You may have heard about TVR's recently-announced, Circuit of Wales-based factory where it'll be building its new generation of cars, but there is no need to wait to buy one.
Whether you like charming retro sports cars with Ford power, powerful 1980s wedges packing Rover V8 muscle or cartoon 1990s supercars with thunderclap soundtracks, there's a TVR for you. We look at some of the highlights from the past 30 years, and you could have them on your driveway from just £5k.
TVR Chimaera - 1992-2003
The Griffith commanded respect from even the most hardened sports car owners, but the Chimaera was viewed as a softer, easier prospect for those who wanted the noise and theatre in a more liveable package. That’s not to suggest that the Chim was soft per se. Although longer and bigger than the Griffith, they are very close relatives mechanically and have many of the same foibles. They could even be bought with the same 5.0-litre V8, although the 4.0-litre version is by far the most commonly seen. In price terms, Chimaeras have gone up considerably in the past few years, so are no longer the bargains they once were. Any form of paper trail from a specialist is a more desirable extra than a specific engine or trim option, but expect to pay a premium for 4.5 and 5.0-litre-engined cars. Prices are from below £10,000 for cars with issues, but £12k is a more realistic starting point for a clean 4.0-litre car.
TVR S1/S2/S3 - 1987-1992
The conspicuously retro-looking S models were designed to keep an affordable car in the line-up for enthusiasts who could not stretch to the expensive wedge models or, indeed, simply didn’t like the Buck Rogers styling. The chassis was simpler than that of the Tasmin and only tough Ford V6 power was offered. While the S models lack the white knuckle appeal of the hairier TVRs, sub-seven-second 0-60mph times and 140mph top speed ensured strong sales right up to the end of production in 1992. All S models look essentially similar, but S2 models from 1988 got a 2.9-litre version of the Cologne V6 engine, while s 1990 restyle introduced the S3, which remained until the end in 1992. They are relatively simple to look after mechanically but be wary of pricey GRP bodywork repairs. Values for S models reflect condition, but £5000 gives you a chance of getting something you can drive straight away.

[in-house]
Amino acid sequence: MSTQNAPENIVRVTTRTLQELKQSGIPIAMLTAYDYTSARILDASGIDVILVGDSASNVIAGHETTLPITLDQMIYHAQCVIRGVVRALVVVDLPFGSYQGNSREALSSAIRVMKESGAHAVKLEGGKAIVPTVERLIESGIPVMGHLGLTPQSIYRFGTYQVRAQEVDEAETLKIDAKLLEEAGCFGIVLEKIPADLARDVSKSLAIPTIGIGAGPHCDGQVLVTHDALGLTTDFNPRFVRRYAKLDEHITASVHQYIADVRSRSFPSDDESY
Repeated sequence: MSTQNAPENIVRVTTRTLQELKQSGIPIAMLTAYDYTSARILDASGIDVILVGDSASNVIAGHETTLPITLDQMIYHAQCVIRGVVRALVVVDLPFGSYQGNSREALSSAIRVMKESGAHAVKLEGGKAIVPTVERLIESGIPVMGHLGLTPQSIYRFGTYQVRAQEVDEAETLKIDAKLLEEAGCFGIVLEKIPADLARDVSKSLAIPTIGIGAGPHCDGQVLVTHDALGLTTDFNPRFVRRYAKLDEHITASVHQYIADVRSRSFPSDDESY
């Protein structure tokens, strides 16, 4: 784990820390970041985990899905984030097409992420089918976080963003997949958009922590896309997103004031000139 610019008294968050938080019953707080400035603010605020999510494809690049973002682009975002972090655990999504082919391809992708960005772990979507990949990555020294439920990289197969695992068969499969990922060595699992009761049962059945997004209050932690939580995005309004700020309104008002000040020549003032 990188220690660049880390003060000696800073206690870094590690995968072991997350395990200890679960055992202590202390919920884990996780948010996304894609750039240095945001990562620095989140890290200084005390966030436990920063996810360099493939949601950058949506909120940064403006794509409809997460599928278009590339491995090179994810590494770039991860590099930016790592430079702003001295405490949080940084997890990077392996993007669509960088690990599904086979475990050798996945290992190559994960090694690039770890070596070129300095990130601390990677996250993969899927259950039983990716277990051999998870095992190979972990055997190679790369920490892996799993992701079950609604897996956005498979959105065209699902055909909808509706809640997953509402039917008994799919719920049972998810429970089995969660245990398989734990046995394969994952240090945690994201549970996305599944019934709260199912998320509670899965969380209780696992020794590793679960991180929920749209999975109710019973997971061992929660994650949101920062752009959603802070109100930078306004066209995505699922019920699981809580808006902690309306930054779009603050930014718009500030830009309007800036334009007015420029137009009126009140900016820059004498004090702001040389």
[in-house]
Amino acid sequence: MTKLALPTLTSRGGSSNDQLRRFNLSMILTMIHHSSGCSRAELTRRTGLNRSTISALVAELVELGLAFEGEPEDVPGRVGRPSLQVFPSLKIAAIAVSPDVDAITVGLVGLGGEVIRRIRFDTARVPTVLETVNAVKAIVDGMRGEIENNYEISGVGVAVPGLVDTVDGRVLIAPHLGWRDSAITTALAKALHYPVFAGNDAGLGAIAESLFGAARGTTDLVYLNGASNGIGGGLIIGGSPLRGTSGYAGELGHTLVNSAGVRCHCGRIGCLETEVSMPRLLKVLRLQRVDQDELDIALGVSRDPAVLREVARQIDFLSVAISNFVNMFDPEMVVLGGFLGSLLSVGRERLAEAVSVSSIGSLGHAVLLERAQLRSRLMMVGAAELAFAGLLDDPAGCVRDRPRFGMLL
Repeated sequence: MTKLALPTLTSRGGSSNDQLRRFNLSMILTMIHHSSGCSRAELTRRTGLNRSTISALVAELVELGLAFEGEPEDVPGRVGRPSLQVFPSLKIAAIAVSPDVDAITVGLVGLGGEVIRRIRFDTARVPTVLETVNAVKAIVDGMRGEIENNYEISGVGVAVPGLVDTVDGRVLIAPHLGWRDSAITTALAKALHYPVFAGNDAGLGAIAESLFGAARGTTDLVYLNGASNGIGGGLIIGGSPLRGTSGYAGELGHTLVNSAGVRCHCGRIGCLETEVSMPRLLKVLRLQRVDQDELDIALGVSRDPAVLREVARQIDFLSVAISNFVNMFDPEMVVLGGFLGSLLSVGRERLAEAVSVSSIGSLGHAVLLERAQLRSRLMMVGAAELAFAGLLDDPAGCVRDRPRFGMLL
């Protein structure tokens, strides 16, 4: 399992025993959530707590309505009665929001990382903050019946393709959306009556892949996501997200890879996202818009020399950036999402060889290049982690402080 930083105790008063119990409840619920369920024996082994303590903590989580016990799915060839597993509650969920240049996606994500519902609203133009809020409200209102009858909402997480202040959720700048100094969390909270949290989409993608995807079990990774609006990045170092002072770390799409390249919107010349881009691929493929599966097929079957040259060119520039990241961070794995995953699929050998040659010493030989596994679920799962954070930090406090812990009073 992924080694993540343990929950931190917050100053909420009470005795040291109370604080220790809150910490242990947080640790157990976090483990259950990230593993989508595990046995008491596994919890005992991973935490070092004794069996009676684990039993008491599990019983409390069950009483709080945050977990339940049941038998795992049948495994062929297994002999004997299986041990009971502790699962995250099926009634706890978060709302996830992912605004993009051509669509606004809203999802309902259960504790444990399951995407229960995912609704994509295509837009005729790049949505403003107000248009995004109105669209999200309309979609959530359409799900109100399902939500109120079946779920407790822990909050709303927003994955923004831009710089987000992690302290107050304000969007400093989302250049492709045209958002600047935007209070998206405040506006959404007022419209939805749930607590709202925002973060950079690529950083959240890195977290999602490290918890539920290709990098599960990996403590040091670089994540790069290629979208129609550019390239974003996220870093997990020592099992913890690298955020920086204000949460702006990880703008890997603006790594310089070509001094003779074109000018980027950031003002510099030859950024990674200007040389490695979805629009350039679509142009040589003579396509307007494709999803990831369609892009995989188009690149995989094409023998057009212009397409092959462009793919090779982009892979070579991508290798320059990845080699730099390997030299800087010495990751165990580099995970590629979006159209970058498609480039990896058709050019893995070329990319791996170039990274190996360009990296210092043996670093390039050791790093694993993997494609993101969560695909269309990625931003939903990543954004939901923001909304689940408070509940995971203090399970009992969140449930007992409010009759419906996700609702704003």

TVR Griffith - 1991-2002
The car that transformed the fortunes of the TVR in the UK was the Griffith. Clever use of GRP masked the kit-car door gaps of earlier models beneath stunning supercar bodywork which offered new-car looks for used supercar cash. There was no shortage of performance, either. Five-litre versions were capable of 4.1sec runs to 60mph, but all versions were capable of sub-five-second sprints and 150mph. The fact they still look great today and that they are well into cherished car territory means minimum money for a healthy Griffith is £15k, but exceptional cars are from £20k-plus. Keep it well and it will never be worth less. And you’ll never get bored of the noise.